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  8. Ganado

    Ganado Monkey+++

    uhhh .... welll.... I think imma pass on that @Motomom34 lol I like to taste plants but plant licking isn't in my job description =)
     
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  9. saltbush

    saltbush Monkey

    I often buy white willow bark online, just for those few times I feel so sick I'm afraid to take a regular OTC aspirin, and for that, I'll buy the capsules too, for if I'm that uncomfortable I want quick and easy. I've found one of those will do nicely to help root my herb cuttings too, and I just save the empty capsule for another use. Because I'm in the high desert, where almost everything dries out even faster than I expect, I water it in with chamomile tea, that has the reputation of holding water next to little roots and seedlings better than plain water will, while discouraging the dreaded molds and mildew if I've overdone it. My biggest problem getting anything to root properly this time of year is our temperature differential. If I don't set my cuttings next to a hot pad or hot water bottle and tuck them in like babies, the cold will kill them during the night, regardless of how warm it might have got during the day.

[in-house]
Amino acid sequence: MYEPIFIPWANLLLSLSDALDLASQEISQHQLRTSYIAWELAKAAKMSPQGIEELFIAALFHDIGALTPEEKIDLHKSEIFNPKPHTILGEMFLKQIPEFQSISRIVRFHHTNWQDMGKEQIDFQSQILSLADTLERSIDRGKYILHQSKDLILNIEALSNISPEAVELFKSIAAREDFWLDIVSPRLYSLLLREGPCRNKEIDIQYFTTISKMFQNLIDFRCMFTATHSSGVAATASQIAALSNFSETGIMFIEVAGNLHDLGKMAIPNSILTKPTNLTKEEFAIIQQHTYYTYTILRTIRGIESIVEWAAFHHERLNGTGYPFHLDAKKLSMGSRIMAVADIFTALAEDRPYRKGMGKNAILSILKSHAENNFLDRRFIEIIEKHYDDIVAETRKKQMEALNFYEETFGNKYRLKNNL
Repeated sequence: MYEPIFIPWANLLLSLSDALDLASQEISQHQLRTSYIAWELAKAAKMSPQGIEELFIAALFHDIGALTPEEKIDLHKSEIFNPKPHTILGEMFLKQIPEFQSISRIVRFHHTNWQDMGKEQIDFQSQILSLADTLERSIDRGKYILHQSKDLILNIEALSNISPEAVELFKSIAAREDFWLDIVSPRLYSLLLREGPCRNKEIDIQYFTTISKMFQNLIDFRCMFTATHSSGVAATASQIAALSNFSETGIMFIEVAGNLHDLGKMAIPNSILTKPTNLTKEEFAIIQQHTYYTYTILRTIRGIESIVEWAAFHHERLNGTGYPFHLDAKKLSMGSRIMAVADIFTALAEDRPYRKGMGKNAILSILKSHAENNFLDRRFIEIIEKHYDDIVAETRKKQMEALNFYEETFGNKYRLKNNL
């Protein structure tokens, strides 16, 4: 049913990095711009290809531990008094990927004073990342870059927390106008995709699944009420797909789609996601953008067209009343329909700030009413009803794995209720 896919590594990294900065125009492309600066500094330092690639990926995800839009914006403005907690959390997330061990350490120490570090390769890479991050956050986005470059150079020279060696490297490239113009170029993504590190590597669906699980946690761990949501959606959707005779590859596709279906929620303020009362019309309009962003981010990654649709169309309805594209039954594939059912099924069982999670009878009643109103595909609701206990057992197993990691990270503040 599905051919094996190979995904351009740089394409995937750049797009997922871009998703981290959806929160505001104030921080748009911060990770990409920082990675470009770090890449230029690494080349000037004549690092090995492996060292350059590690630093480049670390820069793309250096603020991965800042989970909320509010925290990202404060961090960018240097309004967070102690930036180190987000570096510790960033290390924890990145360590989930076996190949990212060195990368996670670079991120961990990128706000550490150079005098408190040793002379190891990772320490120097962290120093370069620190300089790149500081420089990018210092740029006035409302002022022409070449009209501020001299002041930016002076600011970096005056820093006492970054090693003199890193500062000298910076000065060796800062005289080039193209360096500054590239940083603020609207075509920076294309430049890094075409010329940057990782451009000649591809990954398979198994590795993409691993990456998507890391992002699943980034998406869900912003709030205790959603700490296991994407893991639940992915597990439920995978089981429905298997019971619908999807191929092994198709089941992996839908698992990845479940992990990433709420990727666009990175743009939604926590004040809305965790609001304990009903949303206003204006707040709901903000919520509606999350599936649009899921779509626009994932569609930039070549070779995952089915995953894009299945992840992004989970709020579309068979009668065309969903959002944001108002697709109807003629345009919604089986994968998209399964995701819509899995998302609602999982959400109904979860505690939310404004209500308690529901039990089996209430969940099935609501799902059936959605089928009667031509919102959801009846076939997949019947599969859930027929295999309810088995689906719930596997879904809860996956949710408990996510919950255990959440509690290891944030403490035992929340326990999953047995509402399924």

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  10. Motomom34

    Motomom34 Moderator Moderator Site Supporter++

    One of my cuttings had mold. The root part looked fine but the plant grew a white powdery mold. That was a cutting that I had in honey.
     
  11. arleigh

    arleigh Goophy monkey

    This is some stuff I've got to try, thanks all.
     
  12. Tikka

    Tikka Monkey+++

    X2 Ganado and I never knew that either.

    "The enzymes lysozyme and peroxidase, defensins, cystatins and an antibody, IgA, are all antibacterial. Thrombospondin and some other components are antiviral. A protease inhibitor, secretory leukocyte protease inhibitor, is present in saliva and is both antibacterial and antiviral, and a promoter of wound healing."
    Wound licking - Wikipedia, the free encyclopedia

    However, I did learn at the ER, that a dog's salvia contains a lot of bad bacteria for humans in it.
     
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  13. Ganado

    Ganado Monkey+++

    @Tikka that article said you could cry over wounds as well ;) actually it said tears were a better set of antibodies. AND it said communal licking of wounds was even better!!! 0.0 :eek:

    sorry @Motomom34 didn't mean to hijack the thread from rooting, its just fascinating what you find!
     
    Motomom34 likes this.
  14. Tikka

    Tikka Monkey+++

    @Ganado
    I'll stick to flushing the wounds and antibiotics, thanks.
    I always believed dog's mouths were clean and they aren't. My left hand has quite a few scars from dog bites.
     
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  15. chelloveck

    chelloveck Diabolus Causidicus

    I don't think I'd be licking the stems of hemlock as part of the propagation process. :eek: